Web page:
- any invertebrate of the phylum Mollusca, typically having a calcareous shell of one, two, or more pieces that wholly or partly enclose the soft, unsegmented body, including the chitons, snails, bivalves, squids, and octopuses.
Origin of mollusk
1775–85; < French mollusque < New Latin Mollusca; see Mollusca
Dictionary.com Unabridged Based on the Random House Unabridged Dictionary, © Random House, Inc. 2018
Examples from the Web for mollusk
It is n't a mollusk's shell, either; it 's a caddice-worm's shell.The Poet at the Breakfast Table
Oliver Wendell Holmes, Sr.
It is a mollusk because it has a mantle, a foot, and a radula.The Sea-beach at Ebb-tide
Augusta Foote Arnold
He desired the shell of the mollusk that burrowed in the cleft of the cliff.
He had lain there in the sand for some time, as motionless as a mollusk at low water.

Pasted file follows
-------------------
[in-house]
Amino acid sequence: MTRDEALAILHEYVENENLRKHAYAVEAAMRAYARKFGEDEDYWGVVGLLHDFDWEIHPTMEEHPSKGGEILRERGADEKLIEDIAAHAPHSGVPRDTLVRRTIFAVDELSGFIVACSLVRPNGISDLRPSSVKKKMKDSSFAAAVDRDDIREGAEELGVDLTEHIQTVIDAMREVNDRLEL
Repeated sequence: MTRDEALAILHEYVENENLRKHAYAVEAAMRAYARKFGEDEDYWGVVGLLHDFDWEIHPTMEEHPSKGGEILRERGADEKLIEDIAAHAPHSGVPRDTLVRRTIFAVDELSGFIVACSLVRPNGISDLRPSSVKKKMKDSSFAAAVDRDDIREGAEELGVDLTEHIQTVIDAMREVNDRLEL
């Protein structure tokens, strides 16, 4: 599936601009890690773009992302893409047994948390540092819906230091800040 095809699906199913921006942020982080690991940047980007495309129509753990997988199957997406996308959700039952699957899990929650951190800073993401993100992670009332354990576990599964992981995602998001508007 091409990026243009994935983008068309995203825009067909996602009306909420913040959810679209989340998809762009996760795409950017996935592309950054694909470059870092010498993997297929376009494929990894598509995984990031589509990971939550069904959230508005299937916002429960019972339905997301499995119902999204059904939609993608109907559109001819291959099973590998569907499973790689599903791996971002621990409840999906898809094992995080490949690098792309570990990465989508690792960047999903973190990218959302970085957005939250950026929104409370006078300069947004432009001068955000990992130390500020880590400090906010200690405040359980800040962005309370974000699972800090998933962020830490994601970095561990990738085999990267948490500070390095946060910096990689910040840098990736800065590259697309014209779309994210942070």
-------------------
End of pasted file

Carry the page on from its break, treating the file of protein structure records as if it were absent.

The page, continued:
The Mollusk has years in which to build her spiral, so she makes it very perfectly.Insect Adventures
J. Henri Fabre
Word Origin and History for mollusk
1783, mollusque (modern spelling from 1839), from French mollusque, from Modern Latin Mollusca (see Mollusca), the phylum name. Related: Molluscuous; molluscan.
Online Etymology Dictionary, © 2010 Douglas Harper
- Any of numerous invertebrate animals of the phylum Mollusca, usually living in water and often having a hard outer shell. They have a muscular foot, a well-developed circulatory and nervous system, and often complex eyes. Mollusks include gastropods (snails and shellfish), slugs, octopuses, squids, and the extinct ammonites. Mollusks appear in the fossil record in the early Cambrian Period, but it is not known from what group they evolved.
The American Heritage® Science Dictionary Copyright © 2011. Published by Houghton Mifflin Harcourt Publishing Company. All rights reserved.